Lessons from a Singapore Campus Sexual Harassment Case: Escalation of Incidents and Implications for Organisational Risk Management

Dr Majeed Khader, MS  Tan Mingyi Eunice1, MS  Charmaine  Lee Siew Ling1
1Ministry of Home Affairs, Singapore, Singapore

Lessons from a Singapore Campus Sexual Harassment Case: Escalation of Incidents and Implications for Organisational Risk Management  Risk  management  is  key  to  complement  the  day-to-day  operations  in  any organisation  in  order  to  ensure  the  sustainability  of  the  operations  and strategic relevance of the organisation. Aside from the immediate impact to the  organisation  post-incident,  at  times,  the  larger  risk  and  subsequent damage to the organisation lies in the potential of an incident to escalate past the triggering event.  As such, it becomes key for organisations to accurately assess the potential of an event from escalating and posing further risks to the organisation.   This  presentation  centres  on  a  recent  case  of  sexual  harassment  of  a  local university  student  that  had  gained  both  local  and  international  media attention.  It  considers  the  risks  faced  by,  and  negative  impact  on,  the institution  due  to  the  escalation  of  the  incident  (e.g.,  negative  publicity following from the perceived failure of the institution in meeting the needs of stakeholders). What were the organisational ‘blind spots’ that had warranted more  attention  and  which  may  have  prevented  or  minimised  the  incident’s escalation?  How  can  organisational  structures  and  response  approaches  be enhanced to better manage risks in similar contexts? The presentation seeks to examine and address these.   The research  adopts a case study approach in combination with a review of relevant  academic  literature  and  organisational  best  practices  on  risk management, as well as the gathering and analysis of case-relevant qualitative data.  Following  from  an  analysis  of  the  case  incident,  implications  for organisations in assessing and mitigating the risk of incident escalation will be highlighted and discussed from a systems perspective (e.g., signal detection, cultural factors).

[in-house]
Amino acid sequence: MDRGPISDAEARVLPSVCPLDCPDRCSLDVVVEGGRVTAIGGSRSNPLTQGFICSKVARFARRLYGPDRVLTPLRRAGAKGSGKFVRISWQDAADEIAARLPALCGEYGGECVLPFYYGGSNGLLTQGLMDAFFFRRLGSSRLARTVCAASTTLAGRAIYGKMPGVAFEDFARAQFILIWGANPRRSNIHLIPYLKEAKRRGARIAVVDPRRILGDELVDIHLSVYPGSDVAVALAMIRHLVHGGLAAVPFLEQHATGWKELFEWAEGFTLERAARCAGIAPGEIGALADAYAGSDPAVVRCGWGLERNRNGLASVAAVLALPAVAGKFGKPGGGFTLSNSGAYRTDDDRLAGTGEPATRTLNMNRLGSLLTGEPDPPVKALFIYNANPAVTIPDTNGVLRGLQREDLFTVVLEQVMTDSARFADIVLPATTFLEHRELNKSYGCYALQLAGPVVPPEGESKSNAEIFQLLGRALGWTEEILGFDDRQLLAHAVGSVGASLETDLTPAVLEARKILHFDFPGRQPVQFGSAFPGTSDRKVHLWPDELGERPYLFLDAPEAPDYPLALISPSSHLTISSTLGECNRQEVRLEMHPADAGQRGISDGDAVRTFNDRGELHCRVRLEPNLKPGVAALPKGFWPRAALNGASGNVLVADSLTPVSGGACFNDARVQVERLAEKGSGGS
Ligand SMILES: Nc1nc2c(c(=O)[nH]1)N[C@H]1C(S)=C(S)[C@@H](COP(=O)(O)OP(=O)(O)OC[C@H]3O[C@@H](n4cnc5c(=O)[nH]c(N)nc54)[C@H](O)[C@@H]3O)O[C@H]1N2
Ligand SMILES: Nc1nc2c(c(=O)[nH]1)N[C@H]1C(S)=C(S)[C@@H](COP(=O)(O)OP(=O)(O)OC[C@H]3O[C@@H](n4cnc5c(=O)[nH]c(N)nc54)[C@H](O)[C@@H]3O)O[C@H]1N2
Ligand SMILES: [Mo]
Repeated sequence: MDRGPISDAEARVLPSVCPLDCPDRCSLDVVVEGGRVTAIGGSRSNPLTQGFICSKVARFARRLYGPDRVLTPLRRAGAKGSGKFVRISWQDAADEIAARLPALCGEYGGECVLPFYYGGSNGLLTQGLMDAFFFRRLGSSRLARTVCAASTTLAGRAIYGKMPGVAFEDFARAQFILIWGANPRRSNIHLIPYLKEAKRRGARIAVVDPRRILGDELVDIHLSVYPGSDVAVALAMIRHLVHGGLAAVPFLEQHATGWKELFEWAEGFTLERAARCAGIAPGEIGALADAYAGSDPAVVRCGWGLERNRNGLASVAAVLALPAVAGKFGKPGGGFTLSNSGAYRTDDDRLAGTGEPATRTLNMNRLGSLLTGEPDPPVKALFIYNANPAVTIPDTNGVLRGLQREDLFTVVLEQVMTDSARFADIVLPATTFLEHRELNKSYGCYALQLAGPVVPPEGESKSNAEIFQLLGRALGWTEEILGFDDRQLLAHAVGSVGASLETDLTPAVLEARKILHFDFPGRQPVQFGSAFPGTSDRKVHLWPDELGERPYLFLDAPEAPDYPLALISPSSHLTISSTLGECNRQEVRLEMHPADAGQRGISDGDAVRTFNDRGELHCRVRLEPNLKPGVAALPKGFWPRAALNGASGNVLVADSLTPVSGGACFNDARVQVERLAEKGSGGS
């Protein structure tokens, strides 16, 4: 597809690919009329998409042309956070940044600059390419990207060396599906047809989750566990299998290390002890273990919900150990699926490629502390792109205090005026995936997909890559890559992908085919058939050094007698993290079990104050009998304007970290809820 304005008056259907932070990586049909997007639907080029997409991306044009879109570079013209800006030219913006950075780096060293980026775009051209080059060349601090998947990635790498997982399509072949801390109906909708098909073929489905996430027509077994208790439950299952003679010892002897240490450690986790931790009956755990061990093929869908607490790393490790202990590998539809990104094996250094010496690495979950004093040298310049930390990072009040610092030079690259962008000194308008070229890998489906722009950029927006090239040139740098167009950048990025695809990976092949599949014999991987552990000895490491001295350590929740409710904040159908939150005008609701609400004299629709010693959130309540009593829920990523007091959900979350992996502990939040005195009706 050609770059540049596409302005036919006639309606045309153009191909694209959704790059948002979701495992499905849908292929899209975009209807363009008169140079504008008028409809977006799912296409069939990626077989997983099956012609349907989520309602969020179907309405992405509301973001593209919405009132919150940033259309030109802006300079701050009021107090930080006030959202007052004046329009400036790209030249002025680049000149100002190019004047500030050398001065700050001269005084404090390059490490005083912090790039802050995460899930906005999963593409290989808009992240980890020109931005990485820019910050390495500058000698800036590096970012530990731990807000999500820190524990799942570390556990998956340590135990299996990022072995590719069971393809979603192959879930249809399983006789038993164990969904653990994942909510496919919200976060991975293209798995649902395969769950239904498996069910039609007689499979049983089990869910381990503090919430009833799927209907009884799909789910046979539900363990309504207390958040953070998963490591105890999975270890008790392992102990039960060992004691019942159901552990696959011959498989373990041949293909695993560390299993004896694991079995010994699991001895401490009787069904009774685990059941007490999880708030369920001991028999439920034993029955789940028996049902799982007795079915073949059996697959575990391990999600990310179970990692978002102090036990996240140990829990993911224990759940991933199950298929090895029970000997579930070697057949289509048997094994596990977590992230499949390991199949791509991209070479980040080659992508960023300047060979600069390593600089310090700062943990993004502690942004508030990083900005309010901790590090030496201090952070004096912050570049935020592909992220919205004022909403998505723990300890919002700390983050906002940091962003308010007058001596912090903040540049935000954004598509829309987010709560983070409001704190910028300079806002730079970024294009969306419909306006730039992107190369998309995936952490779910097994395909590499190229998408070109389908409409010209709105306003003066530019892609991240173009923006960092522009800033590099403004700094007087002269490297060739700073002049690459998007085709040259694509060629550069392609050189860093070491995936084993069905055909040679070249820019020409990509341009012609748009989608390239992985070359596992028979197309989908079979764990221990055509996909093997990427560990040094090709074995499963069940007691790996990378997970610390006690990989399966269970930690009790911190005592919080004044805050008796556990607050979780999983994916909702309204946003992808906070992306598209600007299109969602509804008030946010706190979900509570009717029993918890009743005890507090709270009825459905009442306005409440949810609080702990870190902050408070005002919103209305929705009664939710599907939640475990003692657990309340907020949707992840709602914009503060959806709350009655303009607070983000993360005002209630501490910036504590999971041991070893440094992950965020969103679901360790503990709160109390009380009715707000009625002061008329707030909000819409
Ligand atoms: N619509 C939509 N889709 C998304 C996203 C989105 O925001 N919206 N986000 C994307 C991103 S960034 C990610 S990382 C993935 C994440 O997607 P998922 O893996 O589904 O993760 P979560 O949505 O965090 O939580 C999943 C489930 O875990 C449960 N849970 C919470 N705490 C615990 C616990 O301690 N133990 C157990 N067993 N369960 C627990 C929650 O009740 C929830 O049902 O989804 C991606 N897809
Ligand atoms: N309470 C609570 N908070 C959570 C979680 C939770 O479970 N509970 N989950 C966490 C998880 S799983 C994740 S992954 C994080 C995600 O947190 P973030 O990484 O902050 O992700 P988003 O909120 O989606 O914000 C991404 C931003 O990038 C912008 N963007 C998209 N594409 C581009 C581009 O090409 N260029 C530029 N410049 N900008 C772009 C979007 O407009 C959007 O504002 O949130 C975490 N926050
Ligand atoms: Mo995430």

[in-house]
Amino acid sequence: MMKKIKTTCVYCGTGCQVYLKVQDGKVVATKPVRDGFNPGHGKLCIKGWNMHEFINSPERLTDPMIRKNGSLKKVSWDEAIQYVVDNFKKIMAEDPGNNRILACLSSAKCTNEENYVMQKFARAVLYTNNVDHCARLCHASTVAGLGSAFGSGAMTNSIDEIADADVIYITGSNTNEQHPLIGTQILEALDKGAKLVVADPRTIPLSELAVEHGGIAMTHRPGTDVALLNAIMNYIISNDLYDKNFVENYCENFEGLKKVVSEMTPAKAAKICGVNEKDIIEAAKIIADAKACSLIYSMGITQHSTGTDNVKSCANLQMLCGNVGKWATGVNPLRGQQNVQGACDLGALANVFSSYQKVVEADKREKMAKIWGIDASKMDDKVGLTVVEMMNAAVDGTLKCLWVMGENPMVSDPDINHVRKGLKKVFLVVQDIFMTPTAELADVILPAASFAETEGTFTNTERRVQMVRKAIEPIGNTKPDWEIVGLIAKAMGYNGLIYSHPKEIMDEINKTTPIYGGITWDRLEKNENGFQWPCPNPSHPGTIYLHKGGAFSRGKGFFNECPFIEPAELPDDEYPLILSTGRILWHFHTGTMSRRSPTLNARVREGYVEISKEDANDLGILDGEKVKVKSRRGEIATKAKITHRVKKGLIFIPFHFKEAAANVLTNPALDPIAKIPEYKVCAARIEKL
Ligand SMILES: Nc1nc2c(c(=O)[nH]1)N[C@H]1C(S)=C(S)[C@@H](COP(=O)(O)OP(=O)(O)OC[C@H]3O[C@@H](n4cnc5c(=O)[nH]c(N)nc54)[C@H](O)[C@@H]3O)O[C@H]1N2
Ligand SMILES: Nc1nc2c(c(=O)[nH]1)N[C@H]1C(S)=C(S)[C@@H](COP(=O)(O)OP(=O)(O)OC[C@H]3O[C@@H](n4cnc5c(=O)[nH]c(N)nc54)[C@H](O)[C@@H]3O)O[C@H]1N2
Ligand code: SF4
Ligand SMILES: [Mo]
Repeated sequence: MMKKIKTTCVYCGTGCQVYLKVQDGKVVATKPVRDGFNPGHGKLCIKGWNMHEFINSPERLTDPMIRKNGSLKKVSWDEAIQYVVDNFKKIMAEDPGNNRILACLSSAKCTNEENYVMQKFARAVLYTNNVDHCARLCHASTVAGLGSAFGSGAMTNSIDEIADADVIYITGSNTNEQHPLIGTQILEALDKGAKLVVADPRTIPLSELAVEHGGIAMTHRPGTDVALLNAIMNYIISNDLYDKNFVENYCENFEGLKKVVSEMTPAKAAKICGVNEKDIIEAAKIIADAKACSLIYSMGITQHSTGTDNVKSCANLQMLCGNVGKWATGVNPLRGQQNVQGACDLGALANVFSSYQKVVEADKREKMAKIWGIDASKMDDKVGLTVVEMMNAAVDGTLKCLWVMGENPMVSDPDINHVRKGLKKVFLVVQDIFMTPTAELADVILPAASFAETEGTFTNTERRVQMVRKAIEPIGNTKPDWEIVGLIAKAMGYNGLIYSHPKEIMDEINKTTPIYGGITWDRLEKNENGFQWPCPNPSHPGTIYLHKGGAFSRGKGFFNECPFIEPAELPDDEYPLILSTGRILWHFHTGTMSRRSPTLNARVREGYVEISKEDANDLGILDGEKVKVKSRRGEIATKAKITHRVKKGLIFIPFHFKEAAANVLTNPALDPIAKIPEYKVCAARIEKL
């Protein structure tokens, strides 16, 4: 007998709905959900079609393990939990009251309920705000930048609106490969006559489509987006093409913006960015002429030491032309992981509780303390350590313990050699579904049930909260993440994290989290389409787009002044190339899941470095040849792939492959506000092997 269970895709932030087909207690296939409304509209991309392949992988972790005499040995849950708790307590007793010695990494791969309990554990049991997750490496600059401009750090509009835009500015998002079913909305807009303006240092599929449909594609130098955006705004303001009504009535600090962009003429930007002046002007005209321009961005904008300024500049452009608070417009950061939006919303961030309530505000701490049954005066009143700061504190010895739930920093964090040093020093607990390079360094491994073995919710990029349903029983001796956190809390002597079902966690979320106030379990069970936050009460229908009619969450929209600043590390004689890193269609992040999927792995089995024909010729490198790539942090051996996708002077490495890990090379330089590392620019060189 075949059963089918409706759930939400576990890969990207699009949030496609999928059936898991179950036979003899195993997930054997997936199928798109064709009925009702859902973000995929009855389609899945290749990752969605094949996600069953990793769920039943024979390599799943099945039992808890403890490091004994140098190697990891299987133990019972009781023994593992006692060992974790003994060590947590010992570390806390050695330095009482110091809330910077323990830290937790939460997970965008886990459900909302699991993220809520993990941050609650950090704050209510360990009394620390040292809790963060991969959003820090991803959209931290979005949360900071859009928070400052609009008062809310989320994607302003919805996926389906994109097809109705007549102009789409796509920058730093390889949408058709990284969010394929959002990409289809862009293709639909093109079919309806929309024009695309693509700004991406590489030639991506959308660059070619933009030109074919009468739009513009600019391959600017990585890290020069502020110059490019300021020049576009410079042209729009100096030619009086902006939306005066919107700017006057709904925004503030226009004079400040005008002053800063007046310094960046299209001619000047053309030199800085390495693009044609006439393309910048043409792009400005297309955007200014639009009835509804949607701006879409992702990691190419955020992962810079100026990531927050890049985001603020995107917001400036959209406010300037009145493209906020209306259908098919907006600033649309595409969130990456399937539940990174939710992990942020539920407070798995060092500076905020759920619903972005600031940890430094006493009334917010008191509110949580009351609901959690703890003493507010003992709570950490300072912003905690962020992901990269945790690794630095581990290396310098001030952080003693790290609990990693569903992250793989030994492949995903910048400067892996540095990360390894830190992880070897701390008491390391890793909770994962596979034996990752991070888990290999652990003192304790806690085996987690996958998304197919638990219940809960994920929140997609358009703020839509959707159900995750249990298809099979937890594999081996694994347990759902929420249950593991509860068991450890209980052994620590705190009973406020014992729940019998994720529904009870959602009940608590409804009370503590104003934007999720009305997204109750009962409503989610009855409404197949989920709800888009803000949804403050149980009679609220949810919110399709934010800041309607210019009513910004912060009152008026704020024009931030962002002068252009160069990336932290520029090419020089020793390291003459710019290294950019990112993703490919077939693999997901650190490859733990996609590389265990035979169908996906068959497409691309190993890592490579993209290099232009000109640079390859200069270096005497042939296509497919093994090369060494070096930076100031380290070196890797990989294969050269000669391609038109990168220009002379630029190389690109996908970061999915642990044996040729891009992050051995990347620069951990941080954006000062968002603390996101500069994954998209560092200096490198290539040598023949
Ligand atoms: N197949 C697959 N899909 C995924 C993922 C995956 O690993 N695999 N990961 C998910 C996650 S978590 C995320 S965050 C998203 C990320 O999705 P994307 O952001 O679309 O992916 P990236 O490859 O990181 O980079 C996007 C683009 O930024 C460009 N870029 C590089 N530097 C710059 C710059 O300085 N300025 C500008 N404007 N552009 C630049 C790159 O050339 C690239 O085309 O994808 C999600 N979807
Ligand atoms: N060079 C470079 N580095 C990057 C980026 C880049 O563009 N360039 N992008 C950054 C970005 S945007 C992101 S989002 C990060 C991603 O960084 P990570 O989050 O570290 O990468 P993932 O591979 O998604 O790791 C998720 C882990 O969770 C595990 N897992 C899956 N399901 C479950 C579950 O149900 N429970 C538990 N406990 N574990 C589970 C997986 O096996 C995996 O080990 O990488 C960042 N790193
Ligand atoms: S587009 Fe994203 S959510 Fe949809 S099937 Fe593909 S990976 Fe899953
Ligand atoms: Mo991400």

Biography:

Dr. Majeed Khader is a forensic psychologist in Singapore and the Director of the Home Team Behavioural Sciences Centre. He is the Chief Psychologist of the  Ministry  of  Home  Affairs  and  also  the  Asian  Director  of  the  US  based Society  of  Police  and  Criminal  Psychology.  A  graduate  from  the  National University of Singapore, Majeed also holds a Masters degree (with Distinction) in Forensic Psychology from Leicester University (U.K) and a PhD in Psychology, (specialising in crisis and personality) from Aberdeen University, Scotland. The first formally trained forensic psychologist in Singapore, Majeed has overseen the development of psychological services in the areas of stress, counselling, resilience,  personnel  selection,  leadership  development,  crisis  negotiations, crime profiling, and crisis psychology in law enforcement settings. For his work in  the  psychology  of  terrorism,  he  was  awarded  two  National  Day  Public Administration Medals (in 2006 and 2014). Dr Majeed is Associate Professor (Adjunct)  and  teaches  forensic  and  criminal  psychology  at  the  Nanyang Technological University.  He is a Registered Psychologist with the Singapore Psychological  Society,  and  a  member  of  the  British  Psychological  Society, American Psychological Association and Australian Psychological Society.   Ms. Eunice Tan is a Principal Psychologist and Senior Assistant Director of the Operations  and  Leadership  Psychology  Branch,  Home  Team  Behavioural Sciences  Centre  (HTBSC),  Ministry  of  Home  Affairs,  Singapore.  She  holds  a Masters  degree  (with  distinction)  in  Investigative  and  Forensic  Psychology from  the  University  of  Liverpool  (United  Kingdom)  and  is  a  member  of  the Society for Police and Criminal Psychology (SPCP), USA. Eunice has twice served as  Head  Scientific  Committee  in  the  Asian  Conference  of  Criminal  and Operations  Psychology  (ACCOP).  Her  research  interests  include  talent assessment and development, crisis leadership, organisational deviance, and more recently, organisational health, change management and employee well- being.   Ms. Charmaine Lee graduated from the National University of Singapore with a  Bachelor  of  Social  Sciences  (Major  in  Psychology),  highest  distinction.  Her thesis research was presented at the Association for Behavioural and Cognitive Therapies  Annual  Convention  and  National  Psychology  Graduate  Student Conference  in  2017,  and  published  in  Psychiatry  Research  in  2019.  She  has since worked as a psychologist with the Operations and Leadership Psychology Branch  of  the  Home  Team  Behavioural  Sciences  Centre,  where  she  has undertaken  research  in  the  areas  of  organisational  deviance,  wellbeing  and crisis  leadership.  Beyond  work,  she  has  been  and  continues  to  be  an  active volunteer  with  the  Victim  Care  Cadre  of  the  Police  Psychological  Services Department.

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